Setback Law

In related law, South Carolina establishes setback distances for the permitting of agricultural animal facilities.18 The setbacks are minimum requirements, and if those minimum requirements are met, the RTF law says that the Department of Health and Environmental Control “may not require additional setback distances.”19 However, a separate regulation allows the department to increase the minimum setback distances “on a case-by-case” basis.20

These setbacks have been subject to litigation in court. In one case, David Coggins Broilers, Heath Coggins Broilers, and Jim Young. These broiler operators received state-issued agricultural permits to construct and operate poultry facilities.21 The proposed facilities would hold anywhere from 162,000 to 237,600 broilers, producing an estimated 988 to 1,449 tons of manure per year.

After receiving the state permits, neighboring landowners—but not residents—filed suit against the poultry operators and the state, objecting to the permits over concerns that the poultry houses would create offensive odors, harm their health and quality of life, and create a nuisance. In addition, the neighbors argued that the facilities needed federal National Pollution Discharge Elimination System permits because their manure runoff would likely enter into the water.

Ultimately, the administrative law judge approved the permits to construct and operate, concluding that the poultry operations were not required to get National Pollution Discharge Elimination System permits. In addition, although the judge acknowledged that the Department of Health and Environmental Control may increase setback distances on a case-by-case basis, the judge found that the operations had met South Carolina’s minimum setback requirements without any need for additional setbacks to address potential odor or air quality issues. The judge did, however, require that the permits be conditioned upon the poultry operators obtaining a stormwater permit—a permit that would require consideration of whether setbacks should be increased in order to ensure compliance with stormwater runoff requirements.

  • 1. S.C. Code § 46-45-10 (1980).
  • 2. U.S. Department of Agriculture, USDA Quick Stats Tool: June 1980 Survey, South Carolina, distributed by National Agricultural Statistics Service, accessed January 6, 2021,; “2021 State Agriculture Overview: South Carolina,” U.S. Department of Agriculture, National Agricultural Statistics Service, accessed October 21, 2022,
  • 3. S.C. Code § 46-45-20 (1980).
  • 4. 1990 S.C. Acts 442 (H.B. 4463) (amending S.C. Code § 46-45-20).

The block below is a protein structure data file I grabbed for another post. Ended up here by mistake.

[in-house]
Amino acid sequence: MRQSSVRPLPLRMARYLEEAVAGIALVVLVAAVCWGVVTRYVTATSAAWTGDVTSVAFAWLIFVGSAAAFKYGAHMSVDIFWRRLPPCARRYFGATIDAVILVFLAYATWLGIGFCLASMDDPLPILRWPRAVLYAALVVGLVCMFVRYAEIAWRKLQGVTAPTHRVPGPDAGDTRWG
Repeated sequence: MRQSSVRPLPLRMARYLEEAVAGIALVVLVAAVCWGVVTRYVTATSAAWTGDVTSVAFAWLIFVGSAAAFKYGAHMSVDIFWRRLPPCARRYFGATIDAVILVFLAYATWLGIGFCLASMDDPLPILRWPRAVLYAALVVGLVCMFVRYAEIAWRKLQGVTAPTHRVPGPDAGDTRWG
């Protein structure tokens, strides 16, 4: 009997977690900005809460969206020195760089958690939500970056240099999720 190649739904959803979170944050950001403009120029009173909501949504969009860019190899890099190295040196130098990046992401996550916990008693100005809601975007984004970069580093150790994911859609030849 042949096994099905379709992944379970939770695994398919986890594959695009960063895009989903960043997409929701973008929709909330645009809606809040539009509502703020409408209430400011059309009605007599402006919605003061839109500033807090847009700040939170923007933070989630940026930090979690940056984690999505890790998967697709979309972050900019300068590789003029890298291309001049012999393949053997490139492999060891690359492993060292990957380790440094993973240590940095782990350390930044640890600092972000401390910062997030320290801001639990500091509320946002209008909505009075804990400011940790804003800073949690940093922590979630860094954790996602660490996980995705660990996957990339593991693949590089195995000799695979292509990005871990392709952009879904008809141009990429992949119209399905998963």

• 5. S.C. Code § 46-45-30 (1980).
  • 6. 2001 S.C. Acts 340 (H.B. 4944) (adding S.C. Code § 46-45-70).
  • 7. S.C. Code § 46-45-70 (2021).
  • 8. S.C. Code § 46-45-40 (2021).
  • 9. S.C. Code § 46-45-70 (2021).
  • 10. S.C. Code § 46-45-50 (2021).
  • 11. See 2006 S.C. Acts 290 (S.B. 1205) (amending S.C. Code § 46-45-60).
  • 12. While moratoriums could be considered and were not banned explicitly in the RTF law, their capacity to be upheld in court at that time is unclear. See Tucker Lyon, “Poultry Farm Moratorium: Emotions Run High as Orangeburg County Council Votes 5–2 for Moratorium,” Times and Democrat (Orangeburg, S.C.), August 2, 2005.
  • 13. S.C. Code § 46-45-60 (2021).
  • 14. 2006 S.C. Acts 290 (S.B. 1205) (amending S.C. Code § 46-45-10).
  • 15. S.C. Code §§ 46-45-10, 46-45-60 (2021). Under this law a “new swine operation” is any porcine production operation that was not in existence on June 30, 2006, and a “new slaughterhouse operation” is an operation that was established after May 30, 2006, and that slaughters more than 200 million pounds of commercial farm animals. S.C. Code § 46-45-20 (2021).
  • 16. S.C. Code § 46-45-60 (2021).
  • 17. Town of Silverstreet v. S.C. Dep’t Health and Envtl. Control, No. 97-ALJ-07-0358-CC, 1998 WL 1473642 (S.C. Dept. Hlth. Env. for the Group CCFCE (Concerned Citizens for Cleaner Environment) v. S.C. Dep’t Health and Envtl. Control, No. 98-ALJ-07-0372-CC, 1998 WL 723921 (S.C. Admin. Law Ct. Sept. 29, 1998). Please note that since these are administrative cases, we did not include them in our national analysis of case law.
  • 18. S.C. Code § 46-45-80 (2021); S.C. Code Regs. 61-43 (2021).
  • 19. S.C. Code § 46-45-80 (2021).
  • 20. S.C. Code Regs. § 61-43 (2021).
  • 21. Blackmon v. S.C. Dep’t Health and Envtl. Control, No. 17-ALJ-07-0041-CC, 2017 WL 6275969 (S.C. Admin. Law Ct. Nov. 30, 2017).